As the nation observed the anniversary of the 9/11 attacks, CAIR-Chicago Civil Rights Director Christina Abraham spoke to first year Law School students about the divisive rhetoric surrounding Muslims in America
Abraham was participating in a panel hosted by the National Lawyers Guild called “Disorientation.” The event’s aim was to help foster an understanding of the current state of Islamophobia (the illegitimate fear and prejudice faced by American Muslims), its origins, and its impact on issues like civil rights.
Abraham shared the stage of this high-level discussion with esteemed Northwestern law professor Joseph Marguilez. Marguilez has been heavily involved in fighting for civil rights in post 9/11 litigation. He has worked on such high profile cases as Rasul v. Bush, a landmark Supreme Court decision establishing the U.S. Court system’s authority over Guantanamo Bay, and Munaf v. Geren, extending habeas corpus to U.S. citizens held overseas by American forces.
Abraham engaged the attendees in a dialogue about public discourse and how the media is negatively reshaping America’s legacy. By focusing on recent events like the media frenzy over one small town preacher’s threats to burn the Quran and the emotional furor over a proposed Islamic center in New York, Abraham demonstrated that America is forgetting its old enlightenment principles.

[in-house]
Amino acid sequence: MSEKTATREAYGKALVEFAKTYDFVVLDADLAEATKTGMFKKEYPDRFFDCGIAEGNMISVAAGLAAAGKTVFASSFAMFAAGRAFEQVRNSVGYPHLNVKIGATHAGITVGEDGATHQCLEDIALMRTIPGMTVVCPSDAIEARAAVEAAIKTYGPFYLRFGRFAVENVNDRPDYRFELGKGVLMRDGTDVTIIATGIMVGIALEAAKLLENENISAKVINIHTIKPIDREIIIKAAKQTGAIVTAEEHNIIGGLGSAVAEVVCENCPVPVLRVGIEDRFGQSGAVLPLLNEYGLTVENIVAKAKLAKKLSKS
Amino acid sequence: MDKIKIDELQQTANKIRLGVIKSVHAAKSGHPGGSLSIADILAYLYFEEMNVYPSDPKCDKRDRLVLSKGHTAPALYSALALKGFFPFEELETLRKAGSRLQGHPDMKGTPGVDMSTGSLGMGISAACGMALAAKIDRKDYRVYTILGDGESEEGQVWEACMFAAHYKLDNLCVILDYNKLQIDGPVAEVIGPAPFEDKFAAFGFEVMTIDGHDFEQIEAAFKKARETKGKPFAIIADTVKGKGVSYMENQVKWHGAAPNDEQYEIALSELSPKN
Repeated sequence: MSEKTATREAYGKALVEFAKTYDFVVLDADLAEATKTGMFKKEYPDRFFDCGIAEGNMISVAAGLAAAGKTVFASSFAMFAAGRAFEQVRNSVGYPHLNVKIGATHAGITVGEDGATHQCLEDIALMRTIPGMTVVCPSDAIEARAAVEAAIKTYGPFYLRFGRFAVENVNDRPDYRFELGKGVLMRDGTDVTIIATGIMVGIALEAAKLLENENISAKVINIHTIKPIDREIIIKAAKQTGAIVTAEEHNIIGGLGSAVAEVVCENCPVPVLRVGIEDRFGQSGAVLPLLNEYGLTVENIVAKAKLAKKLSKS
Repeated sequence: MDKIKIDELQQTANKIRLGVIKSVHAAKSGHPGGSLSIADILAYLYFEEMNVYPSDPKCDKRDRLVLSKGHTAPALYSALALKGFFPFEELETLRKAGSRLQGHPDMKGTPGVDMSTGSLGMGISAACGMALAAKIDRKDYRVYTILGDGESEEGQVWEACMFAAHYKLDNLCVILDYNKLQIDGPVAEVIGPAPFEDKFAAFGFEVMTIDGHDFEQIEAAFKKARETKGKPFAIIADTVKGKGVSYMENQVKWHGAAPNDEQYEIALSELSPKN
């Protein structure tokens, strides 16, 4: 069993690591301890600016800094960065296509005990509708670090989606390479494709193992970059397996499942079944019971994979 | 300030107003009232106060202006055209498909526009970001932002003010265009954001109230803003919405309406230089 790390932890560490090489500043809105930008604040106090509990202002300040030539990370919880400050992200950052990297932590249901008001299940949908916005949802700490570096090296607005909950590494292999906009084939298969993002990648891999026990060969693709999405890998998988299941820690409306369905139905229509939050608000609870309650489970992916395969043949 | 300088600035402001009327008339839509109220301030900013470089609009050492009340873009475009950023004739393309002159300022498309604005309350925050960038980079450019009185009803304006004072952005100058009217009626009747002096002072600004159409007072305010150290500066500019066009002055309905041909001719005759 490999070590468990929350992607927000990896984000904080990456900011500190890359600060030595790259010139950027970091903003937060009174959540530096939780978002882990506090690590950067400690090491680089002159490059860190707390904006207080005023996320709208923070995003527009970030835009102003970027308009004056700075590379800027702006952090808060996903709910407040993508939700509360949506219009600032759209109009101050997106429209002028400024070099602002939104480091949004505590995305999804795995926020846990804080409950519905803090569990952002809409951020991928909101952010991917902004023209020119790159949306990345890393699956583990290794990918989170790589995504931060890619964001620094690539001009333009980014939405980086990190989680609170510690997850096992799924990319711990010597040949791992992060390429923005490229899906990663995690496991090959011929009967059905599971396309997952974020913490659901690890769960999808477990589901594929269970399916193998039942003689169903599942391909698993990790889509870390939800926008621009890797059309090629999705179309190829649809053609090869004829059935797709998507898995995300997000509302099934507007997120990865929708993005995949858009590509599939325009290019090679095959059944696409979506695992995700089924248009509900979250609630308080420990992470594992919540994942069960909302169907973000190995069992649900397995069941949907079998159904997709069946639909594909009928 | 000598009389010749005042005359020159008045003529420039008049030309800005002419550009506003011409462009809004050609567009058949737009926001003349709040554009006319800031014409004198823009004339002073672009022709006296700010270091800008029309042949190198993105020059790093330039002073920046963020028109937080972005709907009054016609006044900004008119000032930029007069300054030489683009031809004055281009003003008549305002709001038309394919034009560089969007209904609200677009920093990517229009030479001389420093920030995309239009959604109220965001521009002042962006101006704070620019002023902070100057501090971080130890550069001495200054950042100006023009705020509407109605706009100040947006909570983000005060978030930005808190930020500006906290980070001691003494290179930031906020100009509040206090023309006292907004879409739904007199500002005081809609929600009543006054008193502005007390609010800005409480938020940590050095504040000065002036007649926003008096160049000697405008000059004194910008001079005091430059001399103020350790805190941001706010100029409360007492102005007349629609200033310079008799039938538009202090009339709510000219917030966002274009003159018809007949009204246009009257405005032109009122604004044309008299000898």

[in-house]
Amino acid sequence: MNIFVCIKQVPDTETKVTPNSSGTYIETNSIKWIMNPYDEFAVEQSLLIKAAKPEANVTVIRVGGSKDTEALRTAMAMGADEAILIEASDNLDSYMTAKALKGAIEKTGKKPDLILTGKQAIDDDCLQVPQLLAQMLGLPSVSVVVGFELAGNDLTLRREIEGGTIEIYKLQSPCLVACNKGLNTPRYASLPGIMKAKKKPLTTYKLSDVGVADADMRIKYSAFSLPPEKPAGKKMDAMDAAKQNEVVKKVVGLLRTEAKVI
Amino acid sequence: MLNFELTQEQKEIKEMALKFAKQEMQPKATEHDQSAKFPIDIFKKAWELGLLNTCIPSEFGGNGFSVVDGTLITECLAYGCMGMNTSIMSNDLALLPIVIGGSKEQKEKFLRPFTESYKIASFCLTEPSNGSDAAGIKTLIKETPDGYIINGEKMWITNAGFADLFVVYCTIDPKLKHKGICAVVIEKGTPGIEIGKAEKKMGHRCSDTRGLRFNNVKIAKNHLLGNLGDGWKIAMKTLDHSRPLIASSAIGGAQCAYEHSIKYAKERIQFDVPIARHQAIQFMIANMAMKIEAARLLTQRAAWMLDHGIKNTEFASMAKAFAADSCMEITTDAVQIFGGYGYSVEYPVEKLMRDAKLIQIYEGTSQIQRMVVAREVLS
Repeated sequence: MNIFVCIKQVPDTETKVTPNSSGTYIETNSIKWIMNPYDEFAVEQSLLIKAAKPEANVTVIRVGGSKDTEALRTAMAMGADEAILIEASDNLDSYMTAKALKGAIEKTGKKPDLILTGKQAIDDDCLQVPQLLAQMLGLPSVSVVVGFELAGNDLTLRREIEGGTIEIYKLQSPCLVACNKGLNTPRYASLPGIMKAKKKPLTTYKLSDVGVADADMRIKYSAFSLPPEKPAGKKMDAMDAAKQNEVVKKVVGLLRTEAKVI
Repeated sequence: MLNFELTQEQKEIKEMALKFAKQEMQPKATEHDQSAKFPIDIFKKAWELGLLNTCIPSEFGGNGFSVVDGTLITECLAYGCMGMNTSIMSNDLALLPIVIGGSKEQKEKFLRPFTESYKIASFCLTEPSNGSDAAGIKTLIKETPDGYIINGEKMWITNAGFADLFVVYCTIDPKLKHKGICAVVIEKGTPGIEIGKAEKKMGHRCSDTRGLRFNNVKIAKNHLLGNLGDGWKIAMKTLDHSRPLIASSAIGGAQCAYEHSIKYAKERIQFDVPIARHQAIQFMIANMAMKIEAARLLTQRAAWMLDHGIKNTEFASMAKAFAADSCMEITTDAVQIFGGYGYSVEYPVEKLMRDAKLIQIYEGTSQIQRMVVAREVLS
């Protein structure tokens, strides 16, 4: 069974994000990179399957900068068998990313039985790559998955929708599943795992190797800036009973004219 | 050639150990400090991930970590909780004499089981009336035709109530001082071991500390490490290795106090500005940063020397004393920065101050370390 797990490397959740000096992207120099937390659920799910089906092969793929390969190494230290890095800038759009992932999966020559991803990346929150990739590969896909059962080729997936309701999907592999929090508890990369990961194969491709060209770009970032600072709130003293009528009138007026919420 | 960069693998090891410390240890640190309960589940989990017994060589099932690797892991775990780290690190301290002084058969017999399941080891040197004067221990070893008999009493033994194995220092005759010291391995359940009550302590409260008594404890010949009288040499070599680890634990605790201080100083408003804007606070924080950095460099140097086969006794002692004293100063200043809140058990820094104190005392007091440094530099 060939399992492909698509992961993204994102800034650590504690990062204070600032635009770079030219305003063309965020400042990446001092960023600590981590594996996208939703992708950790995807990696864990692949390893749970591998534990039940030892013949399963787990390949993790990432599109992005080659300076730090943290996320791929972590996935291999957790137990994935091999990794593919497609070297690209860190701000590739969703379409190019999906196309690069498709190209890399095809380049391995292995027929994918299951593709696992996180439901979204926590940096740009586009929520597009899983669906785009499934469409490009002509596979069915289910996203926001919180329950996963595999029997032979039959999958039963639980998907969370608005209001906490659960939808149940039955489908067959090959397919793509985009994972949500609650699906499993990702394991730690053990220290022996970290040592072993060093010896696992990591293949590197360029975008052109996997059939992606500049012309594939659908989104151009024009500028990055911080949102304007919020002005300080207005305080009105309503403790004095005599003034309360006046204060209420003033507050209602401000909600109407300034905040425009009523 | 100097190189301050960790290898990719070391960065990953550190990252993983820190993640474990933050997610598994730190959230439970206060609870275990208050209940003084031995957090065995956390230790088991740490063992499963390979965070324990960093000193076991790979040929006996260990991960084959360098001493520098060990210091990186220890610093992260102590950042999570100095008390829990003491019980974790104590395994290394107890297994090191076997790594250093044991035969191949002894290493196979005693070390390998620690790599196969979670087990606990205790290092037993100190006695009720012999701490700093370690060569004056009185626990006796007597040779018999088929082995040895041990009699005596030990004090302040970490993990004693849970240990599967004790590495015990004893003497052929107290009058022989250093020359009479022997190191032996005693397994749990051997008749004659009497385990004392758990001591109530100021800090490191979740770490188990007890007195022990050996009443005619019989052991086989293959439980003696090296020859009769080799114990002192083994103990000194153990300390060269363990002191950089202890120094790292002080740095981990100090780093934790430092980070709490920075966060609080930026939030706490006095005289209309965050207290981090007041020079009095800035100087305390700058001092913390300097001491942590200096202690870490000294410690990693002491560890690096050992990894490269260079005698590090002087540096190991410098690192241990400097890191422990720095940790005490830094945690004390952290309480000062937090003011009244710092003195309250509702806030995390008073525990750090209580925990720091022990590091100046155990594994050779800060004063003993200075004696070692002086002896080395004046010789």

“Rather than acting in accordance to reason and staying true to our proud traditions of tolerance, we’re projecting an image of an America that’s divided, angry, and riddled with domestic disputes,” said Abraham.
Marguilez drew upon his professional experience and discussed how Islamophobia affects our national security. The fear that drives Islamophobia has been cultivated at an increasing rate over the last nine years, and Marguilez explained how this has resulted in unacceptable civil rights infringements.